Flashcards in Chapter 20b. English to Latin Deck (48):
1. Even old men often seem to lack the benefits of wisdom, and plans, and reliable arguments.
1. Etiam senēs frūctibus sapientiae et cōnsiliis argūmentīsque certīs saepe carēre videntur.
2. Either the huge mountains or the swift rivers that flow down from the mountains were keeping the enemy [lit. plural] away from the city.
2. Aut ingentēs montēs aut flūmina celeria quae dē montibus fluēbant hostēs ab urbe prohibēbant.
3. Because he was doing excessively brave deeds, his life was short.
3. Quoniam nimis fortia facta faciēbat, aetas eius erat brevis.
4. That doctor [female] could do many (things) with her right hand, but with her left hand few.
4. Illa medica facere poterat multa manū dextrā sed sinistrā manū pauca.
5. But already truth will free us from the serious fear by which we have been terrified for a long time.
5. At vēritās nōs metū gravī iam līberābit quō diū territī sumus.
6. By what kinds of ill-omened crimes will those two states have been destroyed?
6. Quibus generibus scelerum sinistrōrum illae duae cīvitātēs dēlētae erunt?
7. What mortal can be happy without friendship and honesty and service to others?
7. Quī mortālis sine amīcitiā et probitāte et beneficiō in aliōs potest esse beātus?
8. The father began to move his money from Greece to his own country, for his household desired to depart.
8. Pater pecūniam ex Graeciā in suam patriam movēre coeperat, nam familia discēdere cupīvit.
9. By whom [pl.] has the difficult pursuit of the arts been neglected?
9. Ā quibus studium difficilium artium eō tempore neglēctum est?
10. Where the verses of that famous author have been read, (his/her) listeners have been charmed.
10. Ubi versūs illīus auctōris clārī lēctī sunt, audītōrēs dēlectātī sunt.
11. They threw themselves at the knees of the judges, who however showed no mercy.
11. Sē cito iēcērunt ad genua iūdicum, quī autem nūllam clēmentiam dēmōnstrāvērunt.
12. Those (dreadful) conspirators cannot be kept from the city.
12. Istī coniūrātī ab urbe prohibērī nōn possunt.
13a. Frūctūs pācis nōn possumus habēre ...
13a. We cannot have the fruits of peace ...
13b. nisi nostrās familiās ipsī līberāmus dē metū gravī.
13b. unless we ouselves [male] free our families from heavy dread.
14a. Eī manūs virōrum fēminārumque miserārum [or miserōrum] ...
14a. Those bands of unfortunate men and women ...
14b. ad nōs venient ex aliīs patriīs ....
14b. will come to us from other counteries ...
14c. in quibus carent beneficiīs cīvitātis.
14c. in which they are deprived of the benefits of citizenship.
15. Senex carēbat neque lūdīs neque studiīs gravibus.
15. The old man lacked neither games nor serious pursuits.
16. Quis coepit sentīre metūs commūnēs nostrōs sceleris gravis.
16. Who [sg.] began to perceive our common fears of serious crime?
1. (his) horns defend a stag from dangers.
1. Cornua cervum ā perīculīs dēfendunt.
2. Oedipus deprived himself of (his) two eyes.
2. Oedipūs duōbus oculīs sē prīvāvit.
3. With [lit: “by”] the Persian war Themistocles freed Greece from slavery.
3. Themistoclēs bellō Persicō Graeciam servitūte līberāvit.
4. Demosthenes used to declaim many verses in one breath.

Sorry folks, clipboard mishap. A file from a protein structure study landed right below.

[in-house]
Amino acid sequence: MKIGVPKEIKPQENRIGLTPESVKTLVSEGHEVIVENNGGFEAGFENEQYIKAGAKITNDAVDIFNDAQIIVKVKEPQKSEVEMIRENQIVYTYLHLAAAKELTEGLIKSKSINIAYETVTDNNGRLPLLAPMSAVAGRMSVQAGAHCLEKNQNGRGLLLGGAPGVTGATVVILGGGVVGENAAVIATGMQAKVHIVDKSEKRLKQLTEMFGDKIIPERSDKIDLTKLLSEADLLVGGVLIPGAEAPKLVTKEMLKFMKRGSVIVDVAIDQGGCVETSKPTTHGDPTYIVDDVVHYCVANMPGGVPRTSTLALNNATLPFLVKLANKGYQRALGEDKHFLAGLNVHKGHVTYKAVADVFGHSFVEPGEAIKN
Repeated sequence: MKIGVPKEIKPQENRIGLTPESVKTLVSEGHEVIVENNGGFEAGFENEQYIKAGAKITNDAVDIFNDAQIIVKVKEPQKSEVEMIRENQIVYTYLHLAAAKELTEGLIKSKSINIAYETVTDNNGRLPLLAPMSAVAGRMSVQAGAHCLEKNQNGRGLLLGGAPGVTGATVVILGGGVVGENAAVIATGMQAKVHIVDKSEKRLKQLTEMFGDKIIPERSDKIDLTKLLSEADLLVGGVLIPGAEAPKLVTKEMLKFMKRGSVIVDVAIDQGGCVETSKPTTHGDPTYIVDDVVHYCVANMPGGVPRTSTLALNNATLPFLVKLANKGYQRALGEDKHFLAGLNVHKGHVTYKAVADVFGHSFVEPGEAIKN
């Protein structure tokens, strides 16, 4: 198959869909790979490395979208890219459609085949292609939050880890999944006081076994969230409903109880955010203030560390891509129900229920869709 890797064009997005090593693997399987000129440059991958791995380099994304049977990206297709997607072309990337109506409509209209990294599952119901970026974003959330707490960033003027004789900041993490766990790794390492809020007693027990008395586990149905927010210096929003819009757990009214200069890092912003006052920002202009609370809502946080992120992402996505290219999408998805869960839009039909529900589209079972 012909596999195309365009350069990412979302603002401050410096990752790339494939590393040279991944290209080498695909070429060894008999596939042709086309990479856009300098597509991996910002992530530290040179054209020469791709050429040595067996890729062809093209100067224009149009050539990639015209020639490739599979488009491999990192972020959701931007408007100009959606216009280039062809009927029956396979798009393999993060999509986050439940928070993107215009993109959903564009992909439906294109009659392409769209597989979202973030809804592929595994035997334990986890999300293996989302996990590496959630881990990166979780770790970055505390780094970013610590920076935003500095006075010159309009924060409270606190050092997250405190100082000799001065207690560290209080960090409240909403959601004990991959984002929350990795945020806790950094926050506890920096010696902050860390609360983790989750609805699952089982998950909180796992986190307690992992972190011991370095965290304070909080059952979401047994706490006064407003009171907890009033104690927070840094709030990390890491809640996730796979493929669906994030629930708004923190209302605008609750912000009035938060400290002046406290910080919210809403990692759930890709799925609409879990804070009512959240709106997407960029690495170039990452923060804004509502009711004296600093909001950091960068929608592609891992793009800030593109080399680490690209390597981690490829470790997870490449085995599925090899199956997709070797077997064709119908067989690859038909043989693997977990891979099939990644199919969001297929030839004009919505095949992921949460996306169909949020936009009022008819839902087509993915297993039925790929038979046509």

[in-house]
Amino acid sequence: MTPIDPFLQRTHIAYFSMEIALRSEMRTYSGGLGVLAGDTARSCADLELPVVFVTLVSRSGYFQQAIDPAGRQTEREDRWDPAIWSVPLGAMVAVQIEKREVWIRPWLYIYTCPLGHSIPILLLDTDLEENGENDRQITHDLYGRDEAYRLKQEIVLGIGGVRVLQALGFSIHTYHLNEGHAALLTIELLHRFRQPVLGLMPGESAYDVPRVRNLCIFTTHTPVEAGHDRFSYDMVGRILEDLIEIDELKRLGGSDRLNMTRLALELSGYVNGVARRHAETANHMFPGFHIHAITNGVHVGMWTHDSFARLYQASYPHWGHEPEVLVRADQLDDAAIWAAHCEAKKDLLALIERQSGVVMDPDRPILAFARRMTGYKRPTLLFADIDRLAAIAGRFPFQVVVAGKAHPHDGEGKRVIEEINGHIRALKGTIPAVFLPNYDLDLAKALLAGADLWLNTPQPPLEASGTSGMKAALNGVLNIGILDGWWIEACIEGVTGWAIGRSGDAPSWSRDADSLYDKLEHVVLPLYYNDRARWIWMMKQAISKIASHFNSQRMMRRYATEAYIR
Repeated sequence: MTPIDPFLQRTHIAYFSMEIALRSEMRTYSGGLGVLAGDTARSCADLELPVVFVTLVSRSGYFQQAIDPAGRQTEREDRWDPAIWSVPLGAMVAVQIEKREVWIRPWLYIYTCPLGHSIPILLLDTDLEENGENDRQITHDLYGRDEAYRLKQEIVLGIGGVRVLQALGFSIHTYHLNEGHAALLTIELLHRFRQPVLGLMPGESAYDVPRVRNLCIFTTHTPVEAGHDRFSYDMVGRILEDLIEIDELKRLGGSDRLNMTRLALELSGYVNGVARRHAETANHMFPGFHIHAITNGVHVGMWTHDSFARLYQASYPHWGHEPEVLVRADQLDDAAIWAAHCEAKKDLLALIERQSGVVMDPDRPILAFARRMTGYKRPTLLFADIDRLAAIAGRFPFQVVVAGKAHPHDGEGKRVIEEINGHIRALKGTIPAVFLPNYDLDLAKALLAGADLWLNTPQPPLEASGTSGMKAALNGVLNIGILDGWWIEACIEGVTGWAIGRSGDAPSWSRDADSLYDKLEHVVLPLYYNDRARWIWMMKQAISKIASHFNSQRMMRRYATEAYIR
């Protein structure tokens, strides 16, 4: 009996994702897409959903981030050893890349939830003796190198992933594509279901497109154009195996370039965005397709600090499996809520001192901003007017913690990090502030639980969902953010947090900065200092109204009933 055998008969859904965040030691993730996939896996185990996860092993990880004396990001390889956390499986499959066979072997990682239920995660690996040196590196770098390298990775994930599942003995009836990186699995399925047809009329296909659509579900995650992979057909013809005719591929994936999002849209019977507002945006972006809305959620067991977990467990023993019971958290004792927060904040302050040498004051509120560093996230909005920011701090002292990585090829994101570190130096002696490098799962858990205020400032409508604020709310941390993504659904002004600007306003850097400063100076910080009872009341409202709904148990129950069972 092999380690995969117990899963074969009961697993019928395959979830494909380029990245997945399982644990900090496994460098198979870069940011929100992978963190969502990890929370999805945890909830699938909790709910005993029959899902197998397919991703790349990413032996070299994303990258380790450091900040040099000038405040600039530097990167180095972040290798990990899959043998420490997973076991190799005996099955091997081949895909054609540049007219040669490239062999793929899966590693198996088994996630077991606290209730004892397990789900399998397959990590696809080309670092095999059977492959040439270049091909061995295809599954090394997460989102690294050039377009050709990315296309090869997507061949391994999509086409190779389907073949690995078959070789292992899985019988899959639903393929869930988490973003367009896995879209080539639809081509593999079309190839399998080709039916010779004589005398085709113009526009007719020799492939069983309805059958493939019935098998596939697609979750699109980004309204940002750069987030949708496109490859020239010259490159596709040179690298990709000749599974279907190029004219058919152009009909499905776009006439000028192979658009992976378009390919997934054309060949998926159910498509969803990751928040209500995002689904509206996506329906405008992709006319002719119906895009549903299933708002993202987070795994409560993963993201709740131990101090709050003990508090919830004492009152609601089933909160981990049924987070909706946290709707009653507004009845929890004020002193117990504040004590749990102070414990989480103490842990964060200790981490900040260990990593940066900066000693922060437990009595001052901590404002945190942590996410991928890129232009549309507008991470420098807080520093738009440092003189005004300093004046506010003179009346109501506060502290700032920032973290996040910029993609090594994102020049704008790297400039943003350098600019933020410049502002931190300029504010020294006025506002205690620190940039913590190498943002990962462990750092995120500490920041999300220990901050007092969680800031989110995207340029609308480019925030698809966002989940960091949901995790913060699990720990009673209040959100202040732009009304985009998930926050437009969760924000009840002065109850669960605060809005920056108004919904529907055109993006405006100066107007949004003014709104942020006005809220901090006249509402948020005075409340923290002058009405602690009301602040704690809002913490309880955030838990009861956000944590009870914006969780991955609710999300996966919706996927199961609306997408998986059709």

4. Dēmosthenēs multōs versūs ūnō spīritū prōnūntiābat.
5. I hate Persian equipment [lit. plural].
5. Persicōs apparātūs ōdī.
6. That (horrible) one lacks social feeling.
6. Iste commūnī sēnsū caret.
7. Old age deprives us of all pleasures, nor is it far from death.
7. Senectūs nōs prīvat omnibus voluptātibus neque longē abest ā morte.
8. No accuser lacks guilt; we all have sinned.
8. Nūllus accūsātor caret culpā; omnēs peccāvimus.
9. No part of life can be without duty.
9. Nūlla pars vitae vacāre officiō potest.
10. The first virtue is to lack sin.
10. Prīma virtūs est vitiō carēre.
11. The man free from wickedness does not require javelins or a bow.
11. Vir scelere vacuus nōn eget iaculīs necque arcū.
12. Great tumults were disturbing the city at that time.
12. Magnī tumultūs urbem eō tempore miscēbant.
13. A letter [lit. plural] had been written by the hands of the conspirators themselves to the senate and people of the Allobroges.
13. Litterae senātuī populōque Allobrogum manibus coniūrātōrum ipsōrum erant scrīptae.
1. We have a senatorial decree against you, Catiline, (which is) violent and serious;
1. Habēmus senātūs cōnsultum contra tē, Catilīna, vehemēns et grave;
2. we have a harsh judgment, and our state has strength [lit. plural] and a plan.
2. ācre iūdicium habēmus, et vīrēs et cōnsilium cīvitās nostra habet.
3. What is it, Catiline? Why are you staying (behind)?
3. Quid est, Catilīna? Cūr remanēs?
4. O immortal gods!
4. Ō dī immortālēs!
5. Depart [sg.] now from this city with (your) evil band of criminals;
5. Discēde nunc ex hāc urbe cum malā manū scelerātōrum;
6. you [sg.] will free me from a great anxiety,
6. magnō metū mē līberābis,
7. if you lead out all those (horrible) conspirators with you.
7. sī omnēs istōs coniūrātōrēs tēcum ēdūcēs.
8. Unless you [sg.] depart now, we will quickly throw you out.
8. Nisi nunc discēdēs, tē cito ēiciēmus.
9. Nothing in our state can please you [sg.].
9. Nihil in cīvitāte nostrā tē dēlectāre potest.
10. Come (on), come (on)!
10. Age, age!
11. Run [sg.], next, to Manlius, that evil friend (of yours);
11. Deinde curre ad Manlium, istum amīcum malum;
12. he has wanted you for a long time.
12. tē diū dēsīderāvit.
13. Begin [sg.] now;
13. Incipe nunc;
14. prepare [sg.] (your) forces and wage war against the state!
14. parā cōpiās et gere bellum in cīvitātem!
15. In a short time we will defeat you [sg] and all your (people), enemies of the country,
15. Brevī tempore tē omnēsque tuōs, hostēs patriae, vincēmus,